This person is addressed in Romans 2. In Romans 1 as we saw, Paul addressed the Pagan who is on the first road headed to hell. In Romans 2, Paul begins addressing the “religious person” pointing out that they are on the same boat, or better yet, are on a similar road to destruction. He points out that no matter how moral you try to be, you will always fall short. You will be caught judging other people while you are practicing the same thing, just more discreetly (Romans 2:3-5). Paul then concludes chapter 1 (the judgment of God on the Pagan) and chapter 2 (the judgment of God on the religious) in this way:
For by works of the law no human being will be justified in his sight, since through the law comes knowledge of sin. Romans 3:20 (ESV)
Both of these roads lead to hell.
Alternative: The Gospel of Grace
This has been a depressing blog post so far, and I pray you are now hungry for the Gospel of Grace- the only road to eternal life. Paul has clearly established that we have no hope in ourselves. If we give up on obeying God’s rules and run to paganism, we are headed for hell. If on our own we seek to live a moral life, we are also headed for hell. But Paul gives us a third option, a third road in Romans 3:21–27; the free gift of righteousness through faith.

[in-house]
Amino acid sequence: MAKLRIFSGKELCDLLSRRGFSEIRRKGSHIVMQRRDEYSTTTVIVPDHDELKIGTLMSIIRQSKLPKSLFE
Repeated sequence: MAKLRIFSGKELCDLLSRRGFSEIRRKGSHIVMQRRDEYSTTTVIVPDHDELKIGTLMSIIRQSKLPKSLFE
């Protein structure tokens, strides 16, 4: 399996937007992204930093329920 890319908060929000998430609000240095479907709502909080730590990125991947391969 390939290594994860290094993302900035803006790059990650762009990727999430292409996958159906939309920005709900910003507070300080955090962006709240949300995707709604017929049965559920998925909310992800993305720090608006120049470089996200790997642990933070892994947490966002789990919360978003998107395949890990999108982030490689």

21 But now the righteousness of God has been manifested apart from the law, although the Law and the Prophets bear witness to it— 22 the righteousness of God through faith in Jesus Christ for all who believe. For there is no distinction: 23 for all have sinned and fall short of the glory of God, 24 and are justified by his grace as a gift, through the redemption that is in Christ Jesus, 25 whom God put forward as a propitiation by his blood, to be received by faith. This was to show God’s righteousness, because in his divine forbearance he had passed over former sins. 26 It was to show his righteousness at the present time, so that he might be just and the justifier of the one who has faith in Jesus.
27 Then what becomes of our boasting? It is excluded. By what kind of law? By a law of works? No, but by the law of faith.
This is our only hope in life and in death, to cling to the cross of Christ, to run after our resurrected Savior Jesus Christ. Our own righteousness is filthy before God, but the righteousness of Jesus is able to cleanse us, make us whole, and gives us new life, namely eternal life. This eliminates boasting and all glory goes to God.